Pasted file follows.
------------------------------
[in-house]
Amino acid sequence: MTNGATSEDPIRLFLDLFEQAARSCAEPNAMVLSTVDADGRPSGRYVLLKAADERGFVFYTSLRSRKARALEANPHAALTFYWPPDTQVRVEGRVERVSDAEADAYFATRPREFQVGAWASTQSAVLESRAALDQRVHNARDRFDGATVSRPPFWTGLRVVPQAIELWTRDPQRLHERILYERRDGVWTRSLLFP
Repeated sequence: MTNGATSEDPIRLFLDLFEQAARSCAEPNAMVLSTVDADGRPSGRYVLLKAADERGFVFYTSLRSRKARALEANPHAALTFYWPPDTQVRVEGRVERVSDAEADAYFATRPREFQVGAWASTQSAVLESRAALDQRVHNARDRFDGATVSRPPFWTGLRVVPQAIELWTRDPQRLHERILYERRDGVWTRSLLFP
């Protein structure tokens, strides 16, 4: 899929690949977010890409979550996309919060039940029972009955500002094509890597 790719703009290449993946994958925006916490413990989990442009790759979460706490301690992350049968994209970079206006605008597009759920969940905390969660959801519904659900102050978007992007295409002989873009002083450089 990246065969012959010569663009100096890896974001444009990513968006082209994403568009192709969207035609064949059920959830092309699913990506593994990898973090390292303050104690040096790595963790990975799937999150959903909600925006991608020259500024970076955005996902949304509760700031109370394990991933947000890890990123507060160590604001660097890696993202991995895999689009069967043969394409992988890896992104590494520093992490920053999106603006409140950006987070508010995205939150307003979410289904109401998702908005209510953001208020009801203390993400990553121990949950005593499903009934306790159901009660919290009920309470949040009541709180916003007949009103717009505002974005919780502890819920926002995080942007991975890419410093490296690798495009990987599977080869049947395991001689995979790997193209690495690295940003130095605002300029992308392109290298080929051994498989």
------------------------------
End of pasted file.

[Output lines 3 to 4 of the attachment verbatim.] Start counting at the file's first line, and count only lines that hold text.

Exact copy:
Repeated sequence: MTNGATSEDPIRLFLDLFEQAARSCAEPNAMVLSTVDADGRPSGRYVLLKAADERGFVFYTSLRSRKARALEANPHAALTFYWPPDTQVRVEGRVERVSDAEADAYFATRPREFQVGAWASTQSAVLESRAALDQRVHNARDRFDGATVSRPPFWTGLRVVPQAIELWTRDPQRLHERILYERRDGVWTRSLLFP
């Protein structure tokens, strides 16, 4: 899929690949977010890409979550996309919060039940029972009955500002094509890597 790719703009290449993946994958925006916490413990989990442009790759979460706490301690992350049968994209970079206006605008597009759920969940905390969660959801519904659900102050978007992007295409002989873009002083450089 990246065969012959010569663009100096890896974001444009990513968006082209994403568009192709969207035609064949059920959830092309699913990506593994990898973090390292303050104690040096790595963790990975799937999150959903909600925006991608020259500024970076955005996902949304509760700031109370394990991933947000890890990123507060160590604001660097890696993202991995895999689009069967043969394409992988890896992104590494520093992490920053999106603006409140950006987070508010995205939150307003979410289904109401998702908005209510953001208020009801203390993400990553121990949950005593499903009934306790159901009660919290009920309470949040009541709180916003007949009103717009505002974005919780502890819920926002995080942007991975890419410093490296690798495009990987599977080869049947395991001689995979790997193209690495690295940003130095605002300029992308392109290298080929051994498989």